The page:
How we read and how we respond

Every now and again I think about a short story I read for the first time about 25 years ago, Borges’ “Pierre Menard, Author of the Quixote”.  It is a humorous account of a pompous, middling French poet whose magnum opus is a reimagining (of sorts) of Don Quixote.  The entirely credulous narrator — a friend of Menard defending the poet’s legacy — notes how Menard began to learn 17th century Castilian at the outset of his Quixote project.  However, the poet considered it “too easy” to “be Miguel de Cervantes” (91) by recreating the Spanish writer’s language and life.  Instead, Menard decides to reconstruct some chapters of the epic entirely in his own head.  Here are the results, according to the narrator:

It is a revelation to compare the Don Quixote of Pierre Menard with that of Miguel de Cervantes.  Cervantes, for example, wrote the following (Part I, Chapter IX):

…truth, whose mother is history, rival of time, depository of deeds, witness of the past, exemplar and adviser to the present, and the future’s counselor.

This catalog of attributes, written in the seventeenth century, and written by the “ingenious layman” Miguel de Cervantes, is mere rhetorical praise of history.  Menard, on the other hand, writes:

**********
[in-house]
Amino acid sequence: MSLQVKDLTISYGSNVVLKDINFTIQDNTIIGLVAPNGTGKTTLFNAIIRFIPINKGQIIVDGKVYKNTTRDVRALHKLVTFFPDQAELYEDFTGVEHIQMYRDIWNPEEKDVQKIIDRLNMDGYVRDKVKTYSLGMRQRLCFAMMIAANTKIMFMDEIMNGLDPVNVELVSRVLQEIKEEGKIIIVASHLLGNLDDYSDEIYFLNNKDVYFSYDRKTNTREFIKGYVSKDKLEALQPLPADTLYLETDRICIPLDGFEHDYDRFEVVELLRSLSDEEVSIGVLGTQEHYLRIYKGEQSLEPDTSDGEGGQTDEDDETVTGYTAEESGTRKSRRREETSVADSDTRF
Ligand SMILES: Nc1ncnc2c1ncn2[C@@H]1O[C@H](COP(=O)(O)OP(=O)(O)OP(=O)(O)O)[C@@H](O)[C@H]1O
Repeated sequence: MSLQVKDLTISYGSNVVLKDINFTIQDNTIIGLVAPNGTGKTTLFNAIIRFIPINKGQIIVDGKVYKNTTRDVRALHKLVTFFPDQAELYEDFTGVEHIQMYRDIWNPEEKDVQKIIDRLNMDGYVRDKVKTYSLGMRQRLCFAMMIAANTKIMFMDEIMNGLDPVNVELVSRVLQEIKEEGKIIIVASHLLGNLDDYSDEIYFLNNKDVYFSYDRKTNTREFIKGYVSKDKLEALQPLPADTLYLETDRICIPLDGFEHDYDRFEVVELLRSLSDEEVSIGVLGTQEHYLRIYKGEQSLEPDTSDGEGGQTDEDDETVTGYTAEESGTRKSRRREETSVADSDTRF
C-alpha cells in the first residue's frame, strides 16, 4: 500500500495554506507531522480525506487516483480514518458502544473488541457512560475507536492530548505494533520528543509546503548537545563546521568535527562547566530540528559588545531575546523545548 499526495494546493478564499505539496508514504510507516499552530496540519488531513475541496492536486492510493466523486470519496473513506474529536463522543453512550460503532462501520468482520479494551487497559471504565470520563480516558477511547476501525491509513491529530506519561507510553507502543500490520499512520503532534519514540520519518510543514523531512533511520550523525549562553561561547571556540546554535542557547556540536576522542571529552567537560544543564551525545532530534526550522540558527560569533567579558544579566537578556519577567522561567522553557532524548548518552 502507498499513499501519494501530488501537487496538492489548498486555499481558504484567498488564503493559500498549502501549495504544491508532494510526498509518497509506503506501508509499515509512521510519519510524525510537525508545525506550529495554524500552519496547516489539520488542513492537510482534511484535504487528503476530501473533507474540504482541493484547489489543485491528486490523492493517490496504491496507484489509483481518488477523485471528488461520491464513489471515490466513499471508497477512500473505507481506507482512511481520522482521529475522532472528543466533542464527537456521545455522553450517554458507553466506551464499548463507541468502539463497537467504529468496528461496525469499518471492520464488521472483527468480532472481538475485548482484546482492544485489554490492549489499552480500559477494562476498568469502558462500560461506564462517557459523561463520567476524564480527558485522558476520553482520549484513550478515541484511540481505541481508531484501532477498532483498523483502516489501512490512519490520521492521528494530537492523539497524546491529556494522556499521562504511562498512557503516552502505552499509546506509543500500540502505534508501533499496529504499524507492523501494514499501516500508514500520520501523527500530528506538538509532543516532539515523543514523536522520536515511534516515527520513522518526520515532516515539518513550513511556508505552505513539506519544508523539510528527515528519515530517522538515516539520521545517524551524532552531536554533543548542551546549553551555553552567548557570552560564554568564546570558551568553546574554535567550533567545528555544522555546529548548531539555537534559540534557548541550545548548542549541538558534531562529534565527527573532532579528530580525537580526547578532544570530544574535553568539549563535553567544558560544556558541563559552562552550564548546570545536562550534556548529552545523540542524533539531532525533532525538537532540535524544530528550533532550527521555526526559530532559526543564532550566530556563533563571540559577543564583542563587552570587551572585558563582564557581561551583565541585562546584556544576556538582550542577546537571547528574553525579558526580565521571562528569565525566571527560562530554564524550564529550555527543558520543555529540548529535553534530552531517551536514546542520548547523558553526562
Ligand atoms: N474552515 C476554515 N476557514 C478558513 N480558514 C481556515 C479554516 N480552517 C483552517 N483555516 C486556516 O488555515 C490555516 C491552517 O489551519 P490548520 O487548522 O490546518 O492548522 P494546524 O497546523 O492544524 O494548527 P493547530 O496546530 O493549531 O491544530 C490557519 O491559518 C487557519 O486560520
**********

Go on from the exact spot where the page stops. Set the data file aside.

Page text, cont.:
…truth, whose mother is history, rival of time, depository of deeds, witness of the past, exemplar and adviser to the present, and the future’s counselor.

History, the mother of truth! — the idea is staggering… (94)

Part of the humour here lies in the narrator accepting and arguing for Menard’s claims of producing a verbatim version of Cervantes’ work simply through deep thought!  Another aspect to the humour, though, is the notion that Menard’s version takes into account all of world history, literature, philosophy, and science that has occurred in the 300 years since the publication of Don Quixote (93).  Somehow that 300 years adds something to this latest version/facsimile, though the words of the reproduced Quixote represent no change from the original. The narrator reads Cervantes’ text and concludes it is “mere rhetorical praise of history” and “archaic”; he sees Menard’s exact copy and comes to an opposite conclusion of “striking” to the point of “staggering” (94).